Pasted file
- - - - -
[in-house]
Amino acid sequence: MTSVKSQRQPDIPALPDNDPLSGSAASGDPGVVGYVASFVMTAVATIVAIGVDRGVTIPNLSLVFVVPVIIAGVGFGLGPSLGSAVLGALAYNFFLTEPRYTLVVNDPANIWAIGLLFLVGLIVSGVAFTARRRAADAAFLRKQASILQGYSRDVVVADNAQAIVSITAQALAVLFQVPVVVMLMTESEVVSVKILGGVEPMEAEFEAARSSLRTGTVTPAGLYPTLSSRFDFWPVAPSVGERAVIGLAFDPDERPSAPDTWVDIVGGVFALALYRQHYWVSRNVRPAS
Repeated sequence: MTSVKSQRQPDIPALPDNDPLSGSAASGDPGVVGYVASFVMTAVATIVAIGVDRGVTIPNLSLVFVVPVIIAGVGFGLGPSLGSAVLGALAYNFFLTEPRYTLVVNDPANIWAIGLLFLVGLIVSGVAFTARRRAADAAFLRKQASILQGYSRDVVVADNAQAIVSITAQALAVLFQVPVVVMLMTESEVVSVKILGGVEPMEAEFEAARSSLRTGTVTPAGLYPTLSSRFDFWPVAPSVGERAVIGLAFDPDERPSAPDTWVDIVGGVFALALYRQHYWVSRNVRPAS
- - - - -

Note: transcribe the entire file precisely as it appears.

[in-house]
Amino acid sequence: MTSVKSQRQPDIPALPDNDPLSGSAASGDPGVVGYVASFVMTAVATIVAIGVDRGVTIPNLSLVFVVPVIIAGVGFGLGPSLGSAVLGALAYNFFLTEPRYTLVVNDPANIWAIGLLFLVGLIVSGVAFTARRRAADAAFLRKQASILQGYSRDVVVADNAQAIVSITAQALAVLFQVPVVVMLMTESEVVSVKILGGVEPMEAEFEAARSSLRTGTVTPAGLYPTLSSRFDFWPVAPSVGERAVIGLAFDPDERPSAPDTWVDIVGGVFALALYRQHYWVSRNVRPAS
Repeated sequence: MTSVKSQRQPDIPALPDNDPLSGSAASGDPGVVGYVASFVMTAVATIVAIGVDRGVTIPNLSLVFVVPVIIAGVGFGLGPSLGSAVLGALAYNFFLTEPRYTLVVNDPANIWAIGLLFLVGLIVSGVAFTARRRAADAAFLRKQASILQGYSRDVVVADNAQAIVSITAQALAVLFQVPVVVMLMTESEVVSVKILGGVEPMEAEFEAARSSLRTGTVTPAGLYPTLSSRFDFWPVAPSVGERAVIGLAFDPDERPSAPDTWVDIVGGVFALALYRQHYWVSRNVRPAS